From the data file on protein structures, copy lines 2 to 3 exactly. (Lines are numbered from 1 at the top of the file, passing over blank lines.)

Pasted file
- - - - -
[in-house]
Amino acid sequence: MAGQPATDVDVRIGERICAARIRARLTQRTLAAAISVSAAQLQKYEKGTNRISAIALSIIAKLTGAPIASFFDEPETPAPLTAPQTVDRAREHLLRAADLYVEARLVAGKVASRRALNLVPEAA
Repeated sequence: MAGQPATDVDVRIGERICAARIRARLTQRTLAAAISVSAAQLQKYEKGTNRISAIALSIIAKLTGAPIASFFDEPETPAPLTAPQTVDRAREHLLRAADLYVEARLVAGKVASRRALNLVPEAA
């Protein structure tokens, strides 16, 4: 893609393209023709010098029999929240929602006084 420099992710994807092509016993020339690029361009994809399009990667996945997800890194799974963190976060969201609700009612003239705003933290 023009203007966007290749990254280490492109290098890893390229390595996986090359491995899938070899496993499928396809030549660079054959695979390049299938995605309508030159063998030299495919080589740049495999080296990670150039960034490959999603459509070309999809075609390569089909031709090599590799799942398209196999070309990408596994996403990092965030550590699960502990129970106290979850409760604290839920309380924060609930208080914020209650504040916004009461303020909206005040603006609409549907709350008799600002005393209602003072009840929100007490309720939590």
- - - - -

Amino acid sequence: MAGQPATDVDVRIGERICAARIRARLTQRTLAAAISVSAAQLQKYEKGTNRISAIALSIIAKLTGAPIASFFDEPETPAPLTAPQTVDRAREHLLRAADLYVEARLVAGKVASRRALNLVPEAA
Repeated sequence: MAGQPATDVDVRIGERICAARIRARLTQRTLAAAISVSAAQLQKYEKGTNRISAIALSIIAKLTGAPIASFFDEPETPAPLTAPQTVDRAREHLLRAADLYVEARLVAGKVASRRALNLVPEAA